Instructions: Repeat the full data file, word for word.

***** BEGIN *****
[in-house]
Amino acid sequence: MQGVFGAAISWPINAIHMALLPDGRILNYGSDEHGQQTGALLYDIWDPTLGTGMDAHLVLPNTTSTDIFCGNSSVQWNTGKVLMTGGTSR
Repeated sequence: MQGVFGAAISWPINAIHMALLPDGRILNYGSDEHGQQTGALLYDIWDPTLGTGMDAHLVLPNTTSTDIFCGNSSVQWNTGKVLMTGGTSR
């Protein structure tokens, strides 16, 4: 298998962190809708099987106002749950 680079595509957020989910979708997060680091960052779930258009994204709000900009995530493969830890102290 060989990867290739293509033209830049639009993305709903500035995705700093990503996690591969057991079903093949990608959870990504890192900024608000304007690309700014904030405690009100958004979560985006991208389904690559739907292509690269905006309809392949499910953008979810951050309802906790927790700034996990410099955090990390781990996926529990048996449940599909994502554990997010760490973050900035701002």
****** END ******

[in-house]
Amino acid sequence: MQGVFGAAISWPINAIHMALLPDGRILNYGSDEHGQQTGALLYDIWDPTLGTGMDAHLVLPNTTSTDIFCGNSSVQWNTGKVLMTGGTSR
Repeated sequence: MQGVFGAAISWPINAIHMALLPDGRILNYGSDEHGQQTGALLYDIWDPTLGTGMDAHLVLPNTTSTDIFCGNSSVQWNTGKVLMTGGTSR
């Protein structure tokens, strides 16, 4: 298998962190809708099987106002749950 680079595509957020989910979708997060680091960052779930258009994204709000900009995530493969830890102290 060989990867290739293509033209830049639009993305709903500035995705700093990503996690591969057991079903093949990608959870990504890192900024608000304007690309700014904030405690009100958004979560985006991208389904690559739907292509690269905006309809392949499910953008979810951050309802906790927790700034996990410099955090990390781990996926529990048996449940599909994502554990997010760490973050900035701002």